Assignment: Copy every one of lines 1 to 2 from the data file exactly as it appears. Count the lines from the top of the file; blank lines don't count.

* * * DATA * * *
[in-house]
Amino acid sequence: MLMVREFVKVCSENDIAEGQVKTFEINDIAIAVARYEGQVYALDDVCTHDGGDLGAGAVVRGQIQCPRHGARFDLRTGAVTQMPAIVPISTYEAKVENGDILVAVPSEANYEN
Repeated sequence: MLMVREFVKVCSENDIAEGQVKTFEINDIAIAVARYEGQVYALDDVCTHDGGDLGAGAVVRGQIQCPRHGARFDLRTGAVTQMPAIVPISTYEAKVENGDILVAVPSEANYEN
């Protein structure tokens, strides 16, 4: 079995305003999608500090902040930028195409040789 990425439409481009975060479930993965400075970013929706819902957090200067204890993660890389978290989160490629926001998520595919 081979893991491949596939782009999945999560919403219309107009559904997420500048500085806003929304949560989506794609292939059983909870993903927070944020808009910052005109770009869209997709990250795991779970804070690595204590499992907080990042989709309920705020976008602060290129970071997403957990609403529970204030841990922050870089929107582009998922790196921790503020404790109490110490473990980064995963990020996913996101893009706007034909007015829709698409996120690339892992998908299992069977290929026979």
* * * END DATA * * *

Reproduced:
[in-house]
Amino acid sequence: MLMVREFVKVCSENDIAEGQVKTFEINDIAIAVARYEGQVYALDDVCTHDGGDLGAGAVVRGQIQCPRHGARFDLRTGAVTQMPAIVPISTYEAKVENGDILVAVPSEANYEN